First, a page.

Inclusive Work Environments: In addition to optimising the workforce mix as described earlier, HR will become the specialist in also creating a more diverse workforce – tapping new pools of talent, People with Disabilities, women returning from breaks and so on – while also providing an environment that makes them feel wanted.
New HR Roles: Needless to say, then, HR roles such as “employee experience officer”, “agile recruitment specialist”, “diversity champion” and many more titles will be seen in 2017, to closely mirror what their roles entail. HR Business Partner will probably break up into multiple roles as the specialisations begin to contribute to business much more.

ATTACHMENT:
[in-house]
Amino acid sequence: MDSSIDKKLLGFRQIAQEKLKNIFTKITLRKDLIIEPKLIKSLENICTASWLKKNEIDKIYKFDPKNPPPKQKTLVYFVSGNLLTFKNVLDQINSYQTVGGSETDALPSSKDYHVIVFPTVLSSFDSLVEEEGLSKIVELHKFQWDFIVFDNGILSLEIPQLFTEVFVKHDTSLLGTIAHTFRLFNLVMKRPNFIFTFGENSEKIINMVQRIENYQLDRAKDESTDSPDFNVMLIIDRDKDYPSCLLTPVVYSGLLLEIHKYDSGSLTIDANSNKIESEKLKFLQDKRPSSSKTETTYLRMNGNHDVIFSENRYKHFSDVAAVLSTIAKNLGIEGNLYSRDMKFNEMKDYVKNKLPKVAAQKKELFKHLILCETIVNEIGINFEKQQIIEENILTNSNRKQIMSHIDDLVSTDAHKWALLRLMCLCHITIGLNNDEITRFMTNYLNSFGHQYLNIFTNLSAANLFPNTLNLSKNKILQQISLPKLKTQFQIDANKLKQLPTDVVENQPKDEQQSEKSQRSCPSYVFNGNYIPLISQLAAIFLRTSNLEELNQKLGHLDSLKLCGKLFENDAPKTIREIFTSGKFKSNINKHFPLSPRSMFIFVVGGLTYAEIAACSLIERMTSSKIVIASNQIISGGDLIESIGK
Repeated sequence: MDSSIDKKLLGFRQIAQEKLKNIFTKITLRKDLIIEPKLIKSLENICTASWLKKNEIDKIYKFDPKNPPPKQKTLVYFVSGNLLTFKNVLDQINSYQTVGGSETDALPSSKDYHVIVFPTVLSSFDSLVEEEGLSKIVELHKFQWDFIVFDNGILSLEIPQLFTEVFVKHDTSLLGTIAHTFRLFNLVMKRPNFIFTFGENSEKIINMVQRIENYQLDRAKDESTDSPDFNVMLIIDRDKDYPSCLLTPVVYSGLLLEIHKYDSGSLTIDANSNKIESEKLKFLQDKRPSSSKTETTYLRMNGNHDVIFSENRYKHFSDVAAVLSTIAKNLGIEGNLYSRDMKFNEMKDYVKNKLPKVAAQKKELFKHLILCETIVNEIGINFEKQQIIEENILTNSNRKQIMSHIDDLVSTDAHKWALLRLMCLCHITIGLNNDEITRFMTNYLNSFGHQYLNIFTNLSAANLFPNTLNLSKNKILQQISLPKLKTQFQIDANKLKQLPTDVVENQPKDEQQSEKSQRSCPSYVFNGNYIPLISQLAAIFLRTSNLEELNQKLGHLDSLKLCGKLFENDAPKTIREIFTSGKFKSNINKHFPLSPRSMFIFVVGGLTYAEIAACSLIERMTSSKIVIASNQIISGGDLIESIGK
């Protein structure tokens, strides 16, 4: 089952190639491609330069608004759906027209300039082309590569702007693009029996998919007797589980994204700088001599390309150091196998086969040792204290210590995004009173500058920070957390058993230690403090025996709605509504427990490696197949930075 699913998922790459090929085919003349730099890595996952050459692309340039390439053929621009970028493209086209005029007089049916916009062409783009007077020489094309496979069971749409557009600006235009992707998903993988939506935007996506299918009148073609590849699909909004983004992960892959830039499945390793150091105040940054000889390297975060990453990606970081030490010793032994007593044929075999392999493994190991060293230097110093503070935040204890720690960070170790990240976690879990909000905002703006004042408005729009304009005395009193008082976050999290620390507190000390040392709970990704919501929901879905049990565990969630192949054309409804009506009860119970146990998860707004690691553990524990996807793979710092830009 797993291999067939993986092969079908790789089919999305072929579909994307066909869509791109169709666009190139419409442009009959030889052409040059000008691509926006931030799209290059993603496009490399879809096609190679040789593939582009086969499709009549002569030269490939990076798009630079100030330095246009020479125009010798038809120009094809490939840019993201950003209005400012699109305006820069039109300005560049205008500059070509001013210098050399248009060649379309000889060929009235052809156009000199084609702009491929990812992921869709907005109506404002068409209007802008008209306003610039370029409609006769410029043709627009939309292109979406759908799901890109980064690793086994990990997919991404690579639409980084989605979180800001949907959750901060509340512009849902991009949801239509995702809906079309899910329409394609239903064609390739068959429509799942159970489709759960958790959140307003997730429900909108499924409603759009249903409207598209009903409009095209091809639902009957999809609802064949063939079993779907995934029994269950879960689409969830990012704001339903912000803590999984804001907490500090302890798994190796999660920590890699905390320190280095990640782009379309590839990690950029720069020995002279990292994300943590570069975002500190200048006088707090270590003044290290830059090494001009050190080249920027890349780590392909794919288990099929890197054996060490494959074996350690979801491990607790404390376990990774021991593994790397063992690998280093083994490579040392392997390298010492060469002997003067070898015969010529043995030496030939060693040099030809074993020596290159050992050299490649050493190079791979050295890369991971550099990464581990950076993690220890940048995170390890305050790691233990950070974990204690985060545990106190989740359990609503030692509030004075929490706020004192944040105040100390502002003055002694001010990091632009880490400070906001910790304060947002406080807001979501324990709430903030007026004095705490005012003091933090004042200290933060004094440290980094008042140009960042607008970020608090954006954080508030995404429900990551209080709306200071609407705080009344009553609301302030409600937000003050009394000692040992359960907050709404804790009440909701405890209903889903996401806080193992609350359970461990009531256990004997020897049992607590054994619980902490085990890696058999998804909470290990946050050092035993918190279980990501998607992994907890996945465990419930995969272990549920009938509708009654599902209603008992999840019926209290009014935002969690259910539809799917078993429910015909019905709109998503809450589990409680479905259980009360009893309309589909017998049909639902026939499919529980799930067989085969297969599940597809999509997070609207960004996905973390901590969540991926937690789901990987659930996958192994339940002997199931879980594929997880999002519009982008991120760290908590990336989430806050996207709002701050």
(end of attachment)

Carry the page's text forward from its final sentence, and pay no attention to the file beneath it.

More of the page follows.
Almost all that has been described so far can already be seen emerging in Indian organisations, and will continue to develop in the years ahead. However, my continuing professional work with organisations has led me to experience these additional trends.
Greater focus on Leadership Development: While one may say that this is certainly not new to Indian firms, what is interesting is that not only is this becoming mainstream, but the promoters, owners and boards of many companies are putting this on their mandates, alongside financial measures. It is heartening to see that leadership is no longer being restricted to top echelons of organisations, even the next few levels are now on the radar.